Was a man killed after putting out his arm to stop the lift?!

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Does a viral video show a man being killed after putting out his arm to stop the lift?! Take a look at the viral claims, and find out what the facts really are!

 

Claim : Man Was Killed After Putting Out His Arm To Stop The Lift!

People are sharing a video on WhatsApp, and social media platforms like Facebook and X (formerly Twitter), claiming that it shows a man who was killed after putting out his arm to stop the lift for a lady.

GIDI / Dr Penking / KenyanTraffic / Interesting bits, Useful Info & Updates. :

Never Use Your Hand Or Leg To Hold An Elevator Door Open, The Sensors Might Be Faulty.

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Truth : Man Was Not Killed After Putting Out His Arm To Stop The Lift!

This appears to be yet another example of fake news circulating on WhatsApp and social media platforms, and here are the reasons why…

Fact #1 : This Is A Very Old Video

Let me start by pointing out that this is a very old video, that was originally uploaded to YouTube in 2006 – about 18 years ago!

The original video, called “Hold The Door” is no longer available on YouTube, which removed it for violating its Terms of Service.

Fact #2 : Video Appears To Be Created For A Book Launch

I traced this video to an old YouTube channel called thepowerofnice, appears to be created to promote the launch of the book “The Power of Nice: How to Conquer the Business World with Kindness” (US | UK | AU).

It is likely that the video was a dark comedy skit filmed to show how there are better ways to be nice in the business world.

Fact #3 : Viral Video Appears To Be Edited

The original video is 37 seconds long, but interestingly, the newer version that’s going viral is just 30 seconds long. It appears that someone intentionally edited out the last 7 seconds to make it easier to fool people.

The last 7 seconds not only credit the video to ThePowerOfNice.com website, it also humorously points out that:

There’s a better way to be nice at the office.

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The Power of Nice end credits

Fact #4 : No Legitimate News Report On This Incident

If a man really died, or lost his arm, after putting it out to stop a lift / elevator, it would have been major news and reported worldwide as a warning to everyone.

Yet, there was not even a single legitimate news report on such an incident over the past 18 years. That’s because this never happened.

Fact #5 : Many Signs Video Is Fake

Even without knowing the history and details of this video, a close examination will show several clues why this is a fake video, or rather, a skit:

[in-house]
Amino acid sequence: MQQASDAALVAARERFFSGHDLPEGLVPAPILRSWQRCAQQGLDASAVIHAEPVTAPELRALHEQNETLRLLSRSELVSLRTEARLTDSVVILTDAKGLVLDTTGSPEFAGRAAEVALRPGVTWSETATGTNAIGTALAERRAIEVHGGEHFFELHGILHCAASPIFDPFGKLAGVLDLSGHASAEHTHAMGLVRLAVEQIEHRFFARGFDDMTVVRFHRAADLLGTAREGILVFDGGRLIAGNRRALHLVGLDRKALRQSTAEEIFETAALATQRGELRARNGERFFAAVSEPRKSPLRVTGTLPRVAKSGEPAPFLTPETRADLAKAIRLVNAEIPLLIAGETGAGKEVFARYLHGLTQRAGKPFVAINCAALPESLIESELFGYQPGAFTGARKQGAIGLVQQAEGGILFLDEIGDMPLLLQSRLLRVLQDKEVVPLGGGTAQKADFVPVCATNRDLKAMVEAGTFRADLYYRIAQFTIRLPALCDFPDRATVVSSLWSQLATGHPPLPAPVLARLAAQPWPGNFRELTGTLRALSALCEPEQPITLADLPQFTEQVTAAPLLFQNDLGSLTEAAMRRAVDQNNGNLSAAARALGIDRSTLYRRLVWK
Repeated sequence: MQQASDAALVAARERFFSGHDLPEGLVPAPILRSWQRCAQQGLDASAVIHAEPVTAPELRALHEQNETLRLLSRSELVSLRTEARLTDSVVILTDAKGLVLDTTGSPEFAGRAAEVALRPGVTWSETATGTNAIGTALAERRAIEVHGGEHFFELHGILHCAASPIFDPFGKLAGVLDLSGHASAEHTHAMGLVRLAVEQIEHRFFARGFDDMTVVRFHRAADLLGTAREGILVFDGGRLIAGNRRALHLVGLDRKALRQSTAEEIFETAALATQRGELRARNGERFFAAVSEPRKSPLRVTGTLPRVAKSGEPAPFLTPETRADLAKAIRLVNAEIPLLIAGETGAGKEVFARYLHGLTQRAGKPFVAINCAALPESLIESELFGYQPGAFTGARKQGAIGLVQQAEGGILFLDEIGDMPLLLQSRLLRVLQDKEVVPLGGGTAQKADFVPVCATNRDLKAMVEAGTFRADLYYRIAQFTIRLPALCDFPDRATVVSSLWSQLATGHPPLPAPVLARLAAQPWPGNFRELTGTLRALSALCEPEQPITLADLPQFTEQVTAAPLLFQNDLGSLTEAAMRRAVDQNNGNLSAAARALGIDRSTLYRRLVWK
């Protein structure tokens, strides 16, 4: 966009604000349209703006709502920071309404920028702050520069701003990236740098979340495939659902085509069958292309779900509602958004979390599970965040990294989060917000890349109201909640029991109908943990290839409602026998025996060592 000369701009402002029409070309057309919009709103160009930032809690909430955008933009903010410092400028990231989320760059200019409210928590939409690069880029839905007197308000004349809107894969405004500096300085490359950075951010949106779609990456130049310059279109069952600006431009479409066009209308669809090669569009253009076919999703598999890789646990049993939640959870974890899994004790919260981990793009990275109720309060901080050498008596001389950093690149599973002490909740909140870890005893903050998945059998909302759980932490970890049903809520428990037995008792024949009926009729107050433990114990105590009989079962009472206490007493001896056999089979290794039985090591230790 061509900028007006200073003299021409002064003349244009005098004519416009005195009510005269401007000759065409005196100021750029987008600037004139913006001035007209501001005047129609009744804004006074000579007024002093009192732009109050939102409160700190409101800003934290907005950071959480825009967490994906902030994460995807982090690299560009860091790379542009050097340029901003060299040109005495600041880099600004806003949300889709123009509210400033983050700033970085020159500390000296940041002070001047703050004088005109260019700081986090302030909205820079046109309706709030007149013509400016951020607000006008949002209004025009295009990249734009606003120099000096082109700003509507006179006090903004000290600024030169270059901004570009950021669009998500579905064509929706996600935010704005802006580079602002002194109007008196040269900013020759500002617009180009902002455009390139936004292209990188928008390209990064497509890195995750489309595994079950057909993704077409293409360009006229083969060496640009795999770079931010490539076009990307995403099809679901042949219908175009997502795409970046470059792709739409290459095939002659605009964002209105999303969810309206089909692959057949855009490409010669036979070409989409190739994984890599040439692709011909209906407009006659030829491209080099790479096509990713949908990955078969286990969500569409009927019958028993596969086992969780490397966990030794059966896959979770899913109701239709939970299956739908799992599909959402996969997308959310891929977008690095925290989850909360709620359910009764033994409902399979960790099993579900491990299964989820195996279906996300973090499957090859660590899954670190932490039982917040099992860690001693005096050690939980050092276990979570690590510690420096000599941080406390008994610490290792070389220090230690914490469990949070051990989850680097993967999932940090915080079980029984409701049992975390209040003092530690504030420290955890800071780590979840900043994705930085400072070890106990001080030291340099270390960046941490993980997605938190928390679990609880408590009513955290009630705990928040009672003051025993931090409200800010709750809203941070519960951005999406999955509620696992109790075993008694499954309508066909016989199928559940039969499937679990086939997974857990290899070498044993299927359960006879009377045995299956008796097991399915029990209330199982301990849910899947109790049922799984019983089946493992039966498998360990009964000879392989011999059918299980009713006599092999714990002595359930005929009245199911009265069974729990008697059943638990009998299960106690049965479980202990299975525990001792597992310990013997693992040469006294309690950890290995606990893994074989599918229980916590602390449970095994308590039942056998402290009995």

• CCTV recording date is missing the year.
  • The man absurdly extended his arm way out, when a normal person would simply use their hand, to stop the lift doors from closing.
  • The man’s torso is curiously not visible even with his arm fully extended.
  • The lift doors close completely, which would not be possible with the arm blocking them.
  • Blood appears on the elevator door before the arm is even amputated.
  • The arm gets amputated before it even hits the top of the elevator door frame.
  • The amputated arm does not bleed.

Maybe that’s why people are sharing this video at such a low resolution – it is easier to spot these clues in higher resolution videos.

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Was a man killed after putting out his arm to stop the lift?!

Fact #6 : Lift Doors (Generally) Won’t Trap Hands / Arms

According to Doug Guderian (archive) – an elevator engineer, licensed elevator mechanic, and an owner of an elevator company, lift doors generally won’t trap your hands or arms, unless you put them out when the doors are almost fully closed:

If a limb (an arm or a leg) is fully in the path of an elevator door, the door should reopen from the door sensor. If the sensor fails, the door will try to close, but the force is only enough to possibly bruise the limb. The 1/4 or 1/2 horsepower door motor does not have the strength to cut it in half. The safety code actually requires a maximum force setting of 30 pounds for the door closing. Since the door cannot fully close the doors closed and locked contacts will not make up so the elevator will not move.

Please also note: If you don’t put your hand all the way into the closing door assembly, you may not reach the sensor – it can be as much as 125mm (5 inches) to reach the sensor – your hand can get caught and injured.

Also note: Many of the sensors disable when the door is almost fully closed so that they do not detect the other door, or the strike post and keep indefinitely reopening. If you manage to get your fingers into the door at this point they will also get injured since fingers are not designed to stop a 100kg (220lb) door.

In summary, if you are using your hand to reverse the door, only do it when the door is still far enough open so that you can pull your hand our again if the door does not reverse as expected.

For safety reasons, it’s not a good idea to put out your hand or arm to stop the lift doors from closing. More so when you are actually inside the lift, and can use the door open button to hold it open, or to reopen the closing doors!

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Dr. Adrian Wong has been writing about tech and science since 1997, even publishing a book with Prentice Hall called Breaking Through The BIOS Barrier (ISBN 978-0131455368) while in medical school.

He continues to devote countless hours every day writing about tech, medicine and science, in his pursuit of facts in a post-truth world.

 

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